Published November 12, 2010
In July 2007 I visited Los Angeles for the first time. Two days after arriving I was browsing through a listings magazine when I chanced upon an item informing me that, if I had known about it, I could have attended a screening of a film entitled Who Is Harry Nilsson (And Why Is Everybody Talkin' About Him)? I stifled a scream of frustration. For this was a film I had known about for quite some time, and I had also read on the Internet that the producers had a hard time finding a DVD distribution deal for the film. Thus, living in Stockhom, chances were slim that I'd ever get to see this film.
I have been a Harry Nilsson fan for many years. To me, he had one of the best voices in rock and he wrote some of the most amazing songs I've ever heard. His early albums are jaw-droppingly awesome and up to the early Seventies he did little wrong.
His career was kind of strange. Although he was an excellent song writer, his biggest hits - Everybody's Talkin' and Without You - were written by other people, while other acts achieved hits with songs written by him (Three Dog Night's version of One, for instance). Just a few years into his recording career, he recorded an entire album of songs by Randy Newman - Nilsson Sings Newman, actually one of his best albums - and in 1973, a couple of years after achieving a US number one with Without You, he chose to record an album of standards, A Little Touch Of Schmilsson In The Night. After that it was a downhill slide into alcoholism and drug abuse, and his career never regained its momentum.
The documentary Who Is Harry Nilsson? has now finally been released on DVD, and I spent the afternoon today watching it. With the help of family, friends and collaborators the film tells the full story of his life and career in a truly compelling way. It's an honest account of the good times as well as the bad, and clearly a labour of love on part of the film-makers.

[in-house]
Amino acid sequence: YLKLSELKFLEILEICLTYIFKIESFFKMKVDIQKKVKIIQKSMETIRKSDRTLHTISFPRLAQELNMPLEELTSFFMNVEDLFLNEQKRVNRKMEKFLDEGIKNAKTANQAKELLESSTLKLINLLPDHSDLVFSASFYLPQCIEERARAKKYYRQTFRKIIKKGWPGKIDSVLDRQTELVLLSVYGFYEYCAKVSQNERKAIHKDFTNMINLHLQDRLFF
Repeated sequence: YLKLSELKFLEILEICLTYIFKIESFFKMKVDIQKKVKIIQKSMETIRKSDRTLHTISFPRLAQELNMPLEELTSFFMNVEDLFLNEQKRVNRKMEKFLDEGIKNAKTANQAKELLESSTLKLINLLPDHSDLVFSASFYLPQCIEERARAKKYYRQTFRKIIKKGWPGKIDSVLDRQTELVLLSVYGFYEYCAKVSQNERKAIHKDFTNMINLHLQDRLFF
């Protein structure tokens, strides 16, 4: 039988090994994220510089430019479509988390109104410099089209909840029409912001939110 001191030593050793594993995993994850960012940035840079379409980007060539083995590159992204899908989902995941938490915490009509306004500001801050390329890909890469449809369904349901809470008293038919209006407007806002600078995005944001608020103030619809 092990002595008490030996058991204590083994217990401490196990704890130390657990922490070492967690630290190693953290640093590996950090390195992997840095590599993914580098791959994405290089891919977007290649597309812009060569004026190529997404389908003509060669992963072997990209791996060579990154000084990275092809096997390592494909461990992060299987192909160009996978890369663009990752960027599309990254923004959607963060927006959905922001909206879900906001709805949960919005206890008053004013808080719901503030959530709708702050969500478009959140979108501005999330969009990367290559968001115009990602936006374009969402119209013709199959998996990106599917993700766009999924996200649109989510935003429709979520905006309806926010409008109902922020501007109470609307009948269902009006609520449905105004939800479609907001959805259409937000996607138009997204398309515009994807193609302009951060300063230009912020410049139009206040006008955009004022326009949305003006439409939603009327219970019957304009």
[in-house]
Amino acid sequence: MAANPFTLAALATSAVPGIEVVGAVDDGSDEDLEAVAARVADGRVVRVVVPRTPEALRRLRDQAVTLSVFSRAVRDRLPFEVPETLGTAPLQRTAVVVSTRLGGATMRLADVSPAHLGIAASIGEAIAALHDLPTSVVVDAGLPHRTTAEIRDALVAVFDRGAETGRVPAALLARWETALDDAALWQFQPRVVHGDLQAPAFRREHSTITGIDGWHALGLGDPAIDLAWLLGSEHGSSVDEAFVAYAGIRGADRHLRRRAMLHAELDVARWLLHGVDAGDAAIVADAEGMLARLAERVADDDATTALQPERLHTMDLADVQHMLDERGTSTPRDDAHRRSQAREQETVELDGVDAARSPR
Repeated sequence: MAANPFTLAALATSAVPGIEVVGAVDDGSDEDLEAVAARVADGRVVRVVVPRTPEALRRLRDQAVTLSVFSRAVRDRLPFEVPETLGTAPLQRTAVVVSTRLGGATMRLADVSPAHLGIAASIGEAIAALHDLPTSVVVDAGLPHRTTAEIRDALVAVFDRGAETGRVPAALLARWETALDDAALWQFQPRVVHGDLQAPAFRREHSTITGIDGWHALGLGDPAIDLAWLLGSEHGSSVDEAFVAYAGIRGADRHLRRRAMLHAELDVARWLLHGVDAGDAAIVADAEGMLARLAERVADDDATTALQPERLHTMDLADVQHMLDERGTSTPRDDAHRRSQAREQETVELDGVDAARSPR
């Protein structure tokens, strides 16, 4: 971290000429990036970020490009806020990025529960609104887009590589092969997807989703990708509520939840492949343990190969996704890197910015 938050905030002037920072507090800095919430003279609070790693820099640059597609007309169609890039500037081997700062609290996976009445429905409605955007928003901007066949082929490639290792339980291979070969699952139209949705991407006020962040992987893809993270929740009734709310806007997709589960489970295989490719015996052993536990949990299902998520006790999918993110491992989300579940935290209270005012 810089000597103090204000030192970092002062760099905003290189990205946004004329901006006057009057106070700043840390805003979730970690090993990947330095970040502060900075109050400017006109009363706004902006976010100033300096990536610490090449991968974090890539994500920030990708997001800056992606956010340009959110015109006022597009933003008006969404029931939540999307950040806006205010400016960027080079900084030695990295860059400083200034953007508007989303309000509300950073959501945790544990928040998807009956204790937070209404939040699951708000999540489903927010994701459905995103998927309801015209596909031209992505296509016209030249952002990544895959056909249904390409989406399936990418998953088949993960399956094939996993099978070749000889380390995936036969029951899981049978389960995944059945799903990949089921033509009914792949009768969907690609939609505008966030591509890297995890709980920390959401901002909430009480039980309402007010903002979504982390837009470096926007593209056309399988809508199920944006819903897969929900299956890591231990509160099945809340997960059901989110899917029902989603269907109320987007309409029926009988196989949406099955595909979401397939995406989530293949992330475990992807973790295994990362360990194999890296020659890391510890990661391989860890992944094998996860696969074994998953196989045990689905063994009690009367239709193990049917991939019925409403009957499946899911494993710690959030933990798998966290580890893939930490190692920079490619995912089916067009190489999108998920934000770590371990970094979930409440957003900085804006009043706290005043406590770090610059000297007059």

I found it particularly interesting to see how the film acknowledged that what has sometimes been interpreted as self-deprecating humour was actually a matter of severe self-loathing. For me, the cracks were beginning to show as early as the 1971 Nilsson Schmilsson album (which featured the hits Without You and Coconut). Wonderful as it is, there is often something lazy and throwaway about it, so different from the meticulous care and energy that went into his earlier work. And on the following album, Son Of Schmilsson, it's quite clear that something's wrong: including a short reprise of the most beautiful song on the album, Remember (Christmas), and ending it with a loud burp, to me signals a serious lack of self-esteem rather than a sense of fun.
His best albums were made between 1967 and 1970: his voice was at its prime, he worked with a wonderful arranger - George Tipton - his vocal overdubs were inventive and adventurous, and most of the songs were outstanding. For the record, my favourite albums, as complete listening experiences are Harry (1969) and Nilsson Sings Newman (1970), but Pandemonium Shadow Show (1967) and Aerial Ballet (1968) are also not to be missed. If you're a fan of melodic pop music, do yourself a favour and check out Harry Nilsson's recorded work. And if you're already a fan, make sure that you pick up a copy of the documentary - you won't regret it.
Click here to read a recent and very interesting interview with the film's writer-director, John Scheinfeld.
Published November 07, 2010
There was no Favourite Songs of the Week entry last week, simply because I was basically listening to the same songs as the previous week. This past week, however, I've mainly been listening to Neil Diamond, trying to put together the perfect playlist of his songs. Perfect for me, that is.